Such strange times….

Cistus x purpureus 417
Cistus x purpureus, Tostat, April 2017

Never mind the politics on either side of the Channel, at the moment, we have hurtled from mid-Spring to high summer with barely a heartbeat between.  The last 3 weeks have been so warm and sunny that everything in the garden is straining at the leash, but, at the same time, short and depleted as we have had no rain to combat the sudden warmth.  I have never had to seriously water tulips in pots before.   So bizarre and a bit worrying, all out of joint somehow.  But, on the positive side, it is rather wonderful to see almost all the roses in the garden out together, rather than the Banksiae rose being a solo turn for at least a month.

Rosa banksiae lutea 2 417
Rosa banksiae lutea, Tostat, April 2017

The downside is that the normally tall and wafty Thalictrum aquilegifolium (usually 1.5-2m high) is under a metre high, still, from a photography point of view, it is amazing to be so close to the powderpuff flowers, and on a sunny day against the dark stream bank, it looks almost spectral.

Thalictrum aquilegifolium 417
Thalictrum aquilegifolium, Tostat, April 2017

It isn’t possible to do any weeding at all as the soil has baked dry, and so the weed friends are having a great, if slightly dwarf, experience, and there are parts of the garden that I haven’t made it round to yet.  The penalties of being away, having lovely friends to stay and the weather- never mind.  I am currently enjoying, though she can be quite tart (!), ‘The Deckchair Gardener’ by Anne Wareham, which reassures my dutiful-daughter persona that nothing will be lost by weeding later or not at all!

Rosa chinensis Mutabilis 2 417
Rosa chinensis ‘Mutabilis’, Tostat, April 2017

Sticking with the roses briefly, here they are, looking the best that they have for years. For them, I suspect, the drought is not too problematic as they are really well-established, but the warmth has been accompanied by cool, refreshing nights and so this may be really suiting them down to ground.

Rosa Crepuscule 2 417
Rosa ‘Crepuscule’, I think, Tostat, April 2017

I adore this blousy old rose, which I think is ‘Crepuscule’.  It has gorgeous, warm, coppery colouring which fades to a creamy yellow and apricot- and a sweet, deep scent.  It doesn’t produce many flowers but they are all worth the wait.

Rosa 'Jacqueline du Pré', Tostat, April 2017
Rosa ‘Jacqueline du Pré’, Tostat, April 2017

 

‘Jacqueline du Pré’ is a rose that I once attempted to smuggle back from the UK in hand luggage, but gave it up as a bad idea.  It now lives happily in Shropshire with my friend, Jane.  But last year, it appeared in France and so that was the green light.  It is only an infant but even now, has four beautiful flowers, which are probably going to be smashed by the heavy rain that we are finally promised this afternoon. So I dashed out to take it’s portrait whilst intact.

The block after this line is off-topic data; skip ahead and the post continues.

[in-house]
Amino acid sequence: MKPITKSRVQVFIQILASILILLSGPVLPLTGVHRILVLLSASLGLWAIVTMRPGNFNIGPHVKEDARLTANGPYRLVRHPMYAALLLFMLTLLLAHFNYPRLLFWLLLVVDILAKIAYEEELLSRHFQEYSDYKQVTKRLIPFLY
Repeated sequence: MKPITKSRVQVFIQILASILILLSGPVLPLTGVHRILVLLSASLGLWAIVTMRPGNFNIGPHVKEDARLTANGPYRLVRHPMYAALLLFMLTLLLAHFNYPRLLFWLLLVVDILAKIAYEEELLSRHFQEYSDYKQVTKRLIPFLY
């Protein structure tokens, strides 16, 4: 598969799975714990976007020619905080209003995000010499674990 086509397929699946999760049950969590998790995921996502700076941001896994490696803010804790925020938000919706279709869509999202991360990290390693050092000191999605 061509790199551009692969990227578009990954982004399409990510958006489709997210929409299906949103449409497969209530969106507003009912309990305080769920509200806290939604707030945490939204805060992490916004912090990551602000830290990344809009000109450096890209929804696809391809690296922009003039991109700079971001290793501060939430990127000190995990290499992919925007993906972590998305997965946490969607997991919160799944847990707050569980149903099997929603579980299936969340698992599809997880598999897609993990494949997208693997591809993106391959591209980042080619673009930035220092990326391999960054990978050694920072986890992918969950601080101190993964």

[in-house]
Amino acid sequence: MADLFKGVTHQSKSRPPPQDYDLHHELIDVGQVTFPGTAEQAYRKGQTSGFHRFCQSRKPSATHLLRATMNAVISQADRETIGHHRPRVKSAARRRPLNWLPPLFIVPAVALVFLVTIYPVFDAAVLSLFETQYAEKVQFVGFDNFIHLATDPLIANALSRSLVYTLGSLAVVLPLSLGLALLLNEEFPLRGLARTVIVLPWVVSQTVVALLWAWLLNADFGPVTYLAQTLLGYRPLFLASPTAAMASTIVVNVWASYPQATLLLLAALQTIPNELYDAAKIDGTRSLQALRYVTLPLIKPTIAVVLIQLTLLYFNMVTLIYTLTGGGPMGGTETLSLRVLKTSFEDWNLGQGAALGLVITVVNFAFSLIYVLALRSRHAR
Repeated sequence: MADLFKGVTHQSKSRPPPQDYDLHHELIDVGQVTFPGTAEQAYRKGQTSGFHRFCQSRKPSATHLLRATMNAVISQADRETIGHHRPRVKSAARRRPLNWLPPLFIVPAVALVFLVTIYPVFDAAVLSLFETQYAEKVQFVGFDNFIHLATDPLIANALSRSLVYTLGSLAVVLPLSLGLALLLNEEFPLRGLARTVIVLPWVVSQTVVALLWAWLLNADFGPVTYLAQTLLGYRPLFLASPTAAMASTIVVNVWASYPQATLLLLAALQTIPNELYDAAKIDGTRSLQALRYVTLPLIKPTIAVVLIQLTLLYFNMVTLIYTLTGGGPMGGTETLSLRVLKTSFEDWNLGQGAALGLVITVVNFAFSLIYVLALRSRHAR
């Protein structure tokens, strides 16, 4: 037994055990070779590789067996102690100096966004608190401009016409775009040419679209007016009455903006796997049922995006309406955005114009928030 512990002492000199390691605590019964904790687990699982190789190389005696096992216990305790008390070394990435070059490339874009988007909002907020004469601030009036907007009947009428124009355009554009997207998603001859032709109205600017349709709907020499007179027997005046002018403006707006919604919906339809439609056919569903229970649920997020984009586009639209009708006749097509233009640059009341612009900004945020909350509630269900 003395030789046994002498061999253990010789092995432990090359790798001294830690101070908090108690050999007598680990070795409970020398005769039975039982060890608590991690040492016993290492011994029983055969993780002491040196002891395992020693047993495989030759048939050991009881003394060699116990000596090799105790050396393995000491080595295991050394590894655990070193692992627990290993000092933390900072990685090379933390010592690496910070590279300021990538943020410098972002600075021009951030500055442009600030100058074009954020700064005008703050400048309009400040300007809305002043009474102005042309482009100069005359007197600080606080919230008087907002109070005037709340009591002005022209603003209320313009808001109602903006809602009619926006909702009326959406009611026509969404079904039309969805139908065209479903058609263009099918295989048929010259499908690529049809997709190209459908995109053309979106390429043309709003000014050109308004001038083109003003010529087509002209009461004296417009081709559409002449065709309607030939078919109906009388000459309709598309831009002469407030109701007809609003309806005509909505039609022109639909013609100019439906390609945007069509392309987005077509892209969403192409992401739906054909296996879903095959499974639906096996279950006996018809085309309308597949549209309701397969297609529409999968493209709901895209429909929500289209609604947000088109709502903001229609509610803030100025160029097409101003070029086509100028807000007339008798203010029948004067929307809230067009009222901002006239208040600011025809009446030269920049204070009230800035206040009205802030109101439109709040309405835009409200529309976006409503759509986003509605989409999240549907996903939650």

Rosa Pierre Ronsard 417
Rosa ‘Pierre Ronsard’, Tostat, April 2017

‘Pierre Ronsard’ opens to a dark pink, tightly furled centre, with pale outer petals and then settles into domesticity as above, looking, well, pink.  But it is a lovely shape and I adore the tightness of the furled petals.  Useless for insects unless they had mining equipment, but lovely all the same.

Rosa MAC 2 417
Rosa ‘Madame Alfred Carrière’, Tostat, April 2017

MAC is curently flowering amongst the euphorbias, and other remnants of Spring, in a dry and sandy location- but it is looking fabulous, hurling itself over a wall and shooting up in the air.  What an extraordinary athlete this rose is.  I can’t recommend it enough as totally trouble-free rose- and it flowers off and on all summer in spates.

Rosa Zephrine Drouhin 417
Rosa ‘Zephérine Drouhin’, Tostat, April 2017

Looking for a thornless, trouble-free climbing rose that needs a little support, but after that, will dig in forever- ‘Zephérine Drouhin’ is the one for you.  Lipstick pink is matched with bright green foliage and she now measures about 4m x 3m with me, and is still going up, draping herself very nicely over the end of the house and the covered barn. She is a showstopper when in full flow, which is expected to be next week once the rain passes over.

And at the other end of the scale,  Begonia grandis evansiana is making a start in a massive pot.  By the middle of June, the pot will be filled by it, reaching 1.5m high and wide, and it is such a good doer that I forgive it for being a begonia.  Waiting now for the rain…

Begonia grandis evansiana 417
Begonia grandis evansiana, Tostat, April 2017